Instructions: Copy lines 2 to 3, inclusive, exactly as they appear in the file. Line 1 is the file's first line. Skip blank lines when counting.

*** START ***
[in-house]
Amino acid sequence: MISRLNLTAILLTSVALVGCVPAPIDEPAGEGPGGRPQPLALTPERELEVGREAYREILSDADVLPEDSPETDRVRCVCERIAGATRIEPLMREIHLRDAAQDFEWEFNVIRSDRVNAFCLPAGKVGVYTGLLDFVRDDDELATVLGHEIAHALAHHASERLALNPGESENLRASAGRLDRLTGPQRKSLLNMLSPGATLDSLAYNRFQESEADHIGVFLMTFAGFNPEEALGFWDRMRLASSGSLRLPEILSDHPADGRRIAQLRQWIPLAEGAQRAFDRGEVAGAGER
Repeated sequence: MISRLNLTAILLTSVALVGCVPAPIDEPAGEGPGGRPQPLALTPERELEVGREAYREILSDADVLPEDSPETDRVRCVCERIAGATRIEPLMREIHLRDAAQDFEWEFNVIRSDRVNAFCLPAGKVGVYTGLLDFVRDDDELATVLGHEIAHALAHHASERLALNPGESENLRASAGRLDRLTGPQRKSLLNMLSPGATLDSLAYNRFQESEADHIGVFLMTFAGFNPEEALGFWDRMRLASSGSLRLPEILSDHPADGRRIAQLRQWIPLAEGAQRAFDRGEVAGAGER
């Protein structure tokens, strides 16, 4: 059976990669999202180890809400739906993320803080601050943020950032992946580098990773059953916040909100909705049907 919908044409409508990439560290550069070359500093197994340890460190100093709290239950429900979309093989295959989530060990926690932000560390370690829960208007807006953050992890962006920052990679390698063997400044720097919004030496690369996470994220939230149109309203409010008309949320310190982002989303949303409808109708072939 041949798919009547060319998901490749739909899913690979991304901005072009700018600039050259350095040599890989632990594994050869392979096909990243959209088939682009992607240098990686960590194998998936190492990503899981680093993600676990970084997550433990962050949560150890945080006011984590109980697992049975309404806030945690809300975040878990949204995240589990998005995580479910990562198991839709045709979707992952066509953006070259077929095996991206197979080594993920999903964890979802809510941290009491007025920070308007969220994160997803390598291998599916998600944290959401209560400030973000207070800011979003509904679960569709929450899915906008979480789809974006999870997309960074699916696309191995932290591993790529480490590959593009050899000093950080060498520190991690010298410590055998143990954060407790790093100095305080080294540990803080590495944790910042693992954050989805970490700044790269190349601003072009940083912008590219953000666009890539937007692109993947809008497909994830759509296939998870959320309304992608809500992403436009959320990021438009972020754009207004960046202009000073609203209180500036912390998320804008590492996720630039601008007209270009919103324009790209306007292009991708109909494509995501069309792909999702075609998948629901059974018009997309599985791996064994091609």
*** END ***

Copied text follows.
Amino acid sequence: MISRLNLTAILLTSVALVGCVPAPIDEPAGEGPGGRPQPLALTPERELEVGREAYREILSDADVLPEDSPETDRVRCVCERIAGATRIEPLMREIHLRDAAQDFEWEFNVIRSDRVNAFCLPAGKVGVYTGLLDFVRDDDELATVLGHEIAHALAHHASERLALNPGESENLRASAGRLDRLTGPQRKSLLNMLSPGATLDSLAYNRFQESEADHIGVFLMTFAGFNPEEALGFWDRMRLASSGSLRLPEILSDHPADGRRIAQLRQWIPLAEGAQRAFDRGEVAGAGER
Repeated sequence: MISRLNLTAILLTSVALVGCVPAPIDEPAGEGPGGRPQPLALTPERELEVGREAYREILSDADVLPEDSPETDRVRCVCERIAGATRIEPLMREIHLRDAAQDFEWEFNVIRSDRVNAFCLPAGKVGVYTGLLDFVRDDDELATVLGHEIAHALAHHASERLALNPGESENLRASAGRLDRLTGPQRKSLLNMLSPGATLDSLAYNRFQESEADHIGVFLMTFAGFNPEEALGFWDRMRLASSGSLRLPEILSDHPADGRRIAQLRQWIPLAEGAQRAFDRGEVAGAGER